Tempest House CEO unpacks insights gleaned over 3 decades

William Wright Ferrer has spent his life dedicated to being a technology expert and leader of enterprise technology companies, growing and adapting with the changes in the industries with which he has been involved. He is constantly working to find and incorporate the most cutting-edge tools and best practices to keep improving what he does and how he does it. He is talented at leading and mentoring others to help them refine their craft and excel at the work they bring to the table. He has vast experience with designing, planning, architecting and building products as well as collaborating with others to make client goals a reality. He believes that organization, inspiration, and diligence are key ingredients to accomplishing even the toughest tasks.

Currently, he is bringing his 30+ years of experience at building software together with his 10+ years of experience at running technology departments/companies to helm “Tempest House.”

When asked:

What advice would you give your younger self?

Be extremely careful of who you go into business with.

You may want to go into business with your closest friends because you trust them and like working with them. But if you don’t make things very clear ahead of time about how the business will operate, you may damage the business and end up hurting your friendship.

Even if things are clear and documented from the start, there can still be issues with expectations, hurt feelings, or poor decisions made out of considerations for your friendship, rather than considerations for the business, which can be disastrous for both the company and the friendship.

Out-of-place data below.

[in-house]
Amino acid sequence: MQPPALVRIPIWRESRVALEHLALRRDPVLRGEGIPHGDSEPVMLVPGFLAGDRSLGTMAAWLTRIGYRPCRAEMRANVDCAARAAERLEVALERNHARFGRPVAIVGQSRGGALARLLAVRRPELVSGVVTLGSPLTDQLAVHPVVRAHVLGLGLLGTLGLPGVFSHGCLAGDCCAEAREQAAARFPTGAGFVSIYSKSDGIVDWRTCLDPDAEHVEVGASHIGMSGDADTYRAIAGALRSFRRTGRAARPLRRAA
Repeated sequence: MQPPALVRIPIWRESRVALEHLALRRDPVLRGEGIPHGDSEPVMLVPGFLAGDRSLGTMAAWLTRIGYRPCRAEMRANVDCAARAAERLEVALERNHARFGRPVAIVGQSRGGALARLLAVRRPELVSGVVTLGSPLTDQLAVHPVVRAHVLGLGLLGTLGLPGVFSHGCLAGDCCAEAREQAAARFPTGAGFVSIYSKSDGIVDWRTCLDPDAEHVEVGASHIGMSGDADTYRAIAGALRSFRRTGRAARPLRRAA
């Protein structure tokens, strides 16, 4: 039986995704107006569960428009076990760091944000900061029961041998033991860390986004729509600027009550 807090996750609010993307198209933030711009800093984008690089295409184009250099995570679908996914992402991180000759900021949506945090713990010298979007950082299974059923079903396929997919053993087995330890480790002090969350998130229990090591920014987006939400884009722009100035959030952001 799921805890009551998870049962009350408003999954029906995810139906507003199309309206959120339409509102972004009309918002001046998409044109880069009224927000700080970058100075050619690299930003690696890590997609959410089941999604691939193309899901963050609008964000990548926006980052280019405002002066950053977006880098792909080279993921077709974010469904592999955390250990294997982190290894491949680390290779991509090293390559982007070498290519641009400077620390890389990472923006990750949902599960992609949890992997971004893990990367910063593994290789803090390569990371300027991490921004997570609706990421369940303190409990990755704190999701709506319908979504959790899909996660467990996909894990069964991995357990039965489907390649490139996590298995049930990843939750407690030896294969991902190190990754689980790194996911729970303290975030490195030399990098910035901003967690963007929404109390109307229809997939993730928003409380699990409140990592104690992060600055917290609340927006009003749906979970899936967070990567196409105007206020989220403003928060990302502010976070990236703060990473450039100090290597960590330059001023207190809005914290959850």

Another thing to be mindful of is who your investors are. A good investor can offer not just funding, but good business guidance and connections to industries. A bad investor can provide constant chaos, as well as unrealistic or fluctuating expectations and unnecessary drama. A bad investor can steer the company into one bad business decision after another until all the money they put up is gone.

Tell us something that’s true that almost nobody agrees with you on?

It is best to never hold any hard and fast beliefs about anything. I am not a Big Lebowski style Nihilist or anything as hilarious as all that, but I do think that beliefs and emotionality (two things which generally go hand in hand) can be the two biggest enemies of rational thought.

This philosophy also pertains greatly to technology, since anyone that believes they have found the end all be all way to accomplish a technological goal will be proven wrong in the richness of time.

My advice is to allow yourself to dabble in all modes of thinking, especially if you find them enlightening or emotionally rewarding, but through mindfulness, never adopt any mode of thinking as a hard and fast belief that could never change.

For the full monty, please check out Will's post here